The Weston – two cafés, only one with a discount.
- That Benugo in the readers’ bit of the Weston
You can’t take any books or papers in here (the man on the gate is very strict about that) – but if you go in the side door of the Weston, and take the first right, you’ll enjoy some of the most student-discounted coffee you can get in Oxford. The brew’s not too bad, the pastries are fine and with it being in the Weston, you get to feel like a Big Deal just sitting there.
Café, deli, what’s the difference?
Olives, on the High Street, does not serve good coffee. It serves okay coffee. On the other hand, it also serves sandwiches so perfect that Thomas Aquinas could mistake them for a teleological proof. All the best things about Italian food – ciabatta, Parma ham, mozzarella, olives, spinach, rocket – combine to exalt the very medium of “sandwich”. Their eponymous olives are also the perfect complement for some oily-fingered summer days.
Jim. Bob. Jimbob’s.
Anyone who’s walked down Magdalen Street on a frosty morning must have been tempted by the smell of frying bacon wafting from Jimbob’s door. Amiably run by Jim and Bob (no surprise there), the café deals out dozens of sublime brie and bacon baguettes every day. There’s plenty of Wi-Fi to go around and a good seating area downstairs. They’ve got a good sense of humour too – just check out this bit of on-the-button satire…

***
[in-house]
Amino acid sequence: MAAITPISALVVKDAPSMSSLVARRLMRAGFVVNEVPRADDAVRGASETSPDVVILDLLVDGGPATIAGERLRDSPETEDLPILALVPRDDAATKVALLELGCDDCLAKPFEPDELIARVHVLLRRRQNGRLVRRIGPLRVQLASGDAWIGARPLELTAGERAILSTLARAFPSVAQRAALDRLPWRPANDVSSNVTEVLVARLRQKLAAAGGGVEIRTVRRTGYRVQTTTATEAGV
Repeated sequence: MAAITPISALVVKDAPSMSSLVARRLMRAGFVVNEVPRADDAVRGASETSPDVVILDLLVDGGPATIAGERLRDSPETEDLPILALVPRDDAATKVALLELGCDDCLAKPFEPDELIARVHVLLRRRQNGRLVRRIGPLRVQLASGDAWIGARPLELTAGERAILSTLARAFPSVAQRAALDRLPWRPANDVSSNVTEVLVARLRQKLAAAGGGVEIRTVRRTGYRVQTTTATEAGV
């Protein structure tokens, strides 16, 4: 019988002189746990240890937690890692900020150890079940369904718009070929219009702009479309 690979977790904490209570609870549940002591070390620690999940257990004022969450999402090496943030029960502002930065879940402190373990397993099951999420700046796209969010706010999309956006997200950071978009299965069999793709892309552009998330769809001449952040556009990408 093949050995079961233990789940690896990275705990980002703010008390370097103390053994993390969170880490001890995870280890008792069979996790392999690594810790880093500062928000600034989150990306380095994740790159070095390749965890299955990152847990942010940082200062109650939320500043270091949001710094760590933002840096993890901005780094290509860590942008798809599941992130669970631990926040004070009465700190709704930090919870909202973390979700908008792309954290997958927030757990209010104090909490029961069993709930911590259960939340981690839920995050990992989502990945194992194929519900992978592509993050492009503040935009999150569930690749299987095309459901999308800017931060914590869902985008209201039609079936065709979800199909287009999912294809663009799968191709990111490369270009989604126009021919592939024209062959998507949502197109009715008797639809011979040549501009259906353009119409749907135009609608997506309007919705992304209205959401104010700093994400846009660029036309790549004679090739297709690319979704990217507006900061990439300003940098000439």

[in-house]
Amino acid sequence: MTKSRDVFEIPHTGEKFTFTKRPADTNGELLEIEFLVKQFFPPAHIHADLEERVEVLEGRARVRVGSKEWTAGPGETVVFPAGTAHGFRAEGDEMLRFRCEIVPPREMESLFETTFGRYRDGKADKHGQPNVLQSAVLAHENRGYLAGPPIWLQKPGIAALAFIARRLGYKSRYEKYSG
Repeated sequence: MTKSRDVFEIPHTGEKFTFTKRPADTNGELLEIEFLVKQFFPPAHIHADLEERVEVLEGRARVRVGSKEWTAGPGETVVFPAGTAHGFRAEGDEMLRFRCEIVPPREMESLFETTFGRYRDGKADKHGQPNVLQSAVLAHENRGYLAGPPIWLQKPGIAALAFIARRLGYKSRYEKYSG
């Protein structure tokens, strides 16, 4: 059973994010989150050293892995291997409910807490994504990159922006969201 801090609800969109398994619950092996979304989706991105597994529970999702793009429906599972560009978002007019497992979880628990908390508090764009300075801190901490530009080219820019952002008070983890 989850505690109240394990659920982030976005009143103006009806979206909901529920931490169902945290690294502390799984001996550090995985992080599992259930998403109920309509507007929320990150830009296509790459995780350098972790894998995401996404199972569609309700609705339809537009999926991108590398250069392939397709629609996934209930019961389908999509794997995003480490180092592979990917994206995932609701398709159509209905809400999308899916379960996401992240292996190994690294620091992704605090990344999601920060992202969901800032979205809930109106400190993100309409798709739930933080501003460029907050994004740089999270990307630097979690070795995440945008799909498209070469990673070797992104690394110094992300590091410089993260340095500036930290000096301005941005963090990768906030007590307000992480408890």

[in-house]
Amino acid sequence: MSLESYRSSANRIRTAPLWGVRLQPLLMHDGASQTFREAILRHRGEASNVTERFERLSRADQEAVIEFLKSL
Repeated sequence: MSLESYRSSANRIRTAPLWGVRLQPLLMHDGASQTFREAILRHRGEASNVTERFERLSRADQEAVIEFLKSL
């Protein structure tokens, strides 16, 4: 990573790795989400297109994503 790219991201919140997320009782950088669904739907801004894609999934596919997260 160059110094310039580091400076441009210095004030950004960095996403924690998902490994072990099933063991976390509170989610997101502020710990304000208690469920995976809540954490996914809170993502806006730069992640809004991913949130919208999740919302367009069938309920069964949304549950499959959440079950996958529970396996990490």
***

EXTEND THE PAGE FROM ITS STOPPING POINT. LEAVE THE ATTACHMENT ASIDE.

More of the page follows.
The best reason you’ll ever have to go up St. Clement’s.
“Falafel and hummus on ciabatta please.” “Merguez sausage ciabatta please.” The Cous Cous Café’s Moroccan sandwiches are second to none in Oxford, and had me living in a hummusy haze from the moment I took my first bite. Its little stools, crafts for sale and outdoor section (with shisha on offer) make the Cous Cous Café the ideal place to while away an hour on a Saturday afternoon. The service is superb, but sadly the coffee’s very average. No matter – just take a sandwich up to this list’s No. 2 for the perfect coffee pairing, if you’re up for the five minutes’ walk.
Yep, that’s a lampshade made of books. Edgayyy.
Now we enter the part of the list where bean and brew are everything. An independent café lives or dies by its coffee – and JCT certainly passes the test. Situated in the old Babylove by Oriel Square, Jericho Coffee Traders offer some pretty great cups of coffee, with a jelly baby on every spoon. Much consternation was caused last term when it turned into a taxidermy shop for the filming of Lewis, but it returned as stripped back as ever. Perfect to complement that shabby chic aesthetic you’ve been crafting on your Instagram all summer.
“Vinyls” is not the plural of “vinyl”, before you embarrass yourself.
- The Keen Bean Coffee Club
Comprising of just a few tables by the windows of Oxford’s best (only?) record shop, Cowley Road’s Truck Store, the Keen Bean serves some damn good coffee. No food is offered (you’d get fingerprints on the record sleeves!) but you can fill yourself up with some good crate-digging. Good music, good coffee. All there is to say.